Iosif Kheyfits

Active - 1935 - 1989  |   Born - Dec 17, 1905   |   Died - Apr 25, 1995   |   Genres - Drama

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Biography by Sandra Brennan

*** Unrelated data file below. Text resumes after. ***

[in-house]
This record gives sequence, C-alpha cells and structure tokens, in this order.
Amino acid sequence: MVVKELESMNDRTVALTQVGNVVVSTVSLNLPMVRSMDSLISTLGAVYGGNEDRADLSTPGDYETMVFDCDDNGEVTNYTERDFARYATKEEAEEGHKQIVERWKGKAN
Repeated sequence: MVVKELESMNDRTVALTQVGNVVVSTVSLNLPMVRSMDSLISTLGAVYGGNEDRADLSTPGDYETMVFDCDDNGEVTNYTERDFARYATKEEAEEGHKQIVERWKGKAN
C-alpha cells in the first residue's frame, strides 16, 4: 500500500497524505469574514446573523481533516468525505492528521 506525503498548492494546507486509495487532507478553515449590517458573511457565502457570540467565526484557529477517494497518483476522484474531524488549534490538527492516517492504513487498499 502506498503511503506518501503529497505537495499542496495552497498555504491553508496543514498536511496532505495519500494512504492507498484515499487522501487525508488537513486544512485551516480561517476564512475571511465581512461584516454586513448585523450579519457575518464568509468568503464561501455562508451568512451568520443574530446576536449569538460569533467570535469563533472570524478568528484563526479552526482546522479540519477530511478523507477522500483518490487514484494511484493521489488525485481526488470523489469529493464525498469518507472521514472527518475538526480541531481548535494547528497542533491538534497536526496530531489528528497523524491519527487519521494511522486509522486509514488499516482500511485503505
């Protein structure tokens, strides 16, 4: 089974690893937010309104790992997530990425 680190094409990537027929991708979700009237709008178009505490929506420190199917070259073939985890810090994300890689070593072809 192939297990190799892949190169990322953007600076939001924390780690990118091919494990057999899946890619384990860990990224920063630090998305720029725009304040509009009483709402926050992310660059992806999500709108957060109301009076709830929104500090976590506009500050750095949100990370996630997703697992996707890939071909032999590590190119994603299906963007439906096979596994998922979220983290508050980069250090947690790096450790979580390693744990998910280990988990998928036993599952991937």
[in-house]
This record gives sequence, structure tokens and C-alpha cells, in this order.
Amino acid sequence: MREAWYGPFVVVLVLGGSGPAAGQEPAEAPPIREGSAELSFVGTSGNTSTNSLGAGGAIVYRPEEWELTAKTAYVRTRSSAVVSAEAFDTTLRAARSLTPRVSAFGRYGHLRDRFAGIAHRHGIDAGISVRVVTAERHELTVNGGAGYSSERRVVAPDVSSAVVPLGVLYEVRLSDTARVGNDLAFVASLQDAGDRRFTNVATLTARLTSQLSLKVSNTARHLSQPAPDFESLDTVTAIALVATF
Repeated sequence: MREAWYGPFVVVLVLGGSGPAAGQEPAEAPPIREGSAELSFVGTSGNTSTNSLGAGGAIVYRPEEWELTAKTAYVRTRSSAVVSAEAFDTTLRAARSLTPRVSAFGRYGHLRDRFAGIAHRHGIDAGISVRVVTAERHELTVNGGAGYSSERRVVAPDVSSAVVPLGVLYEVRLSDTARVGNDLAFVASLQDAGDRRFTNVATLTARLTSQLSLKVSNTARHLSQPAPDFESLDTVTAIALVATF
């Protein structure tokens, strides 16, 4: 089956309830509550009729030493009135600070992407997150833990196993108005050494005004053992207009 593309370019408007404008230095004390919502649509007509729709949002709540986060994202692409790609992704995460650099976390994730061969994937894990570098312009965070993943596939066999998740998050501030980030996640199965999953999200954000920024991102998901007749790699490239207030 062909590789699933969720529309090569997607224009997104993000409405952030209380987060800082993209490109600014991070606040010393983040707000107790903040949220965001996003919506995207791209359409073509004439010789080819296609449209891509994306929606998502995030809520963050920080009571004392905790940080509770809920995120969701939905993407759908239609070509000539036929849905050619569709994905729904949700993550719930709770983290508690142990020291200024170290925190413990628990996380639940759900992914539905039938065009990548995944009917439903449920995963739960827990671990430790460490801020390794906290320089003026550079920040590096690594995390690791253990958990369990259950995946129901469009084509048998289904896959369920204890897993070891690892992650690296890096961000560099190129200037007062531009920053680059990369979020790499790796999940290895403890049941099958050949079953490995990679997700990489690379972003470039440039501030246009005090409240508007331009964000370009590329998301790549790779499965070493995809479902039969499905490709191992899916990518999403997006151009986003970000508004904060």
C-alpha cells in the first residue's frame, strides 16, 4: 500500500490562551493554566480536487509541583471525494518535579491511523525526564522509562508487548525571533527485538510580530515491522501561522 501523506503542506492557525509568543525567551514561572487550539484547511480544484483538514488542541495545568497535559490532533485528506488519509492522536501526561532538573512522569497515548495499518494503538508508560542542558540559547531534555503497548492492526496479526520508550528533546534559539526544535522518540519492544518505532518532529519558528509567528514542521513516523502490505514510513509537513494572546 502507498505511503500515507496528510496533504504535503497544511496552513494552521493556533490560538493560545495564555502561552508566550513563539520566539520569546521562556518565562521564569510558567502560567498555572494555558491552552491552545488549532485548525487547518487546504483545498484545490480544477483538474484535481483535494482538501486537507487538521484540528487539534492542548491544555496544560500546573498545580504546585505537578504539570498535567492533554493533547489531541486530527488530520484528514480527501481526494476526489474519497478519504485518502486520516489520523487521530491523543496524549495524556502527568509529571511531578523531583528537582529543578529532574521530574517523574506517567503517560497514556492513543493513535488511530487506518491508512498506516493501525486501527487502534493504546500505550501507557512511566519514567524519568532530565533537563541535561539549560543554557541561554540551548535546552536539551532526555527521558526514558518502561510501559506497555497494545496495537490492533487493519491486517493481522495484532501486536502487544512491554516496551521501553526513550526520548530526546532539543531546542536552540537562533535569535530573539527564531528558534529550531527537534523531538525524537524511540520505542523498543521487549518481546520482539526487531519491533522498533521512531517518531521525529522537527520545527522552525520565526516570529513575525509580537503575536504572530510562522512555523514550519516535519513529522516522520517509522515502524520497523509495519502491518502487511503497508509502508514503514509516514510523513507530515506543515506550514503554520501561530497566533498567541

With films such as Baltic Deputy (1937) and Member of the Government (1940), filmmaker/screenwriter Josef Heifitz and his long-time collaborator Alexander Zarkhi became known as the forefathers of Soviet cinema's "historic realism movement." Up until WW II, Heifitz had also been regarded as one of Russia's most prominent Jewish artists. A native of Minsk, Heifitz moved to St. Petersburg in the 1920s to study. The city would remain his homebase for the rest of his life. He began a lifelong affiliation with Len Films Studios in 1928. There, Heifitz honed his directorial skills by co-directing a pair of short films. The following year Heifitz teamed up with Zarkhi. Their earliest films include Wind in the Face (1930), My Homeland (1933), and Hot Money (1935). Heifitz and Zarkhi would make films together for 20 years. Their last collaborative effort, Vo Imya Zhizni/In the Name of Life, was made in 1947. Around that time Stalin launched his "cosmopolitan campaign" in which he attempted to force all "foreigners" (with a special emphasis on Jewish people) out of the Soviet Union. As both were Jewish, Heifitz and Zarkhi stayed out of the public eye. Heifitz did not reappear on the film scene until after Stalin died. He subsequently continued directing films until 1980. His best-known film from his solo period may well be Dama S Sobachkoy/Lady with a Dog (1959) which earned a prize at Cannes.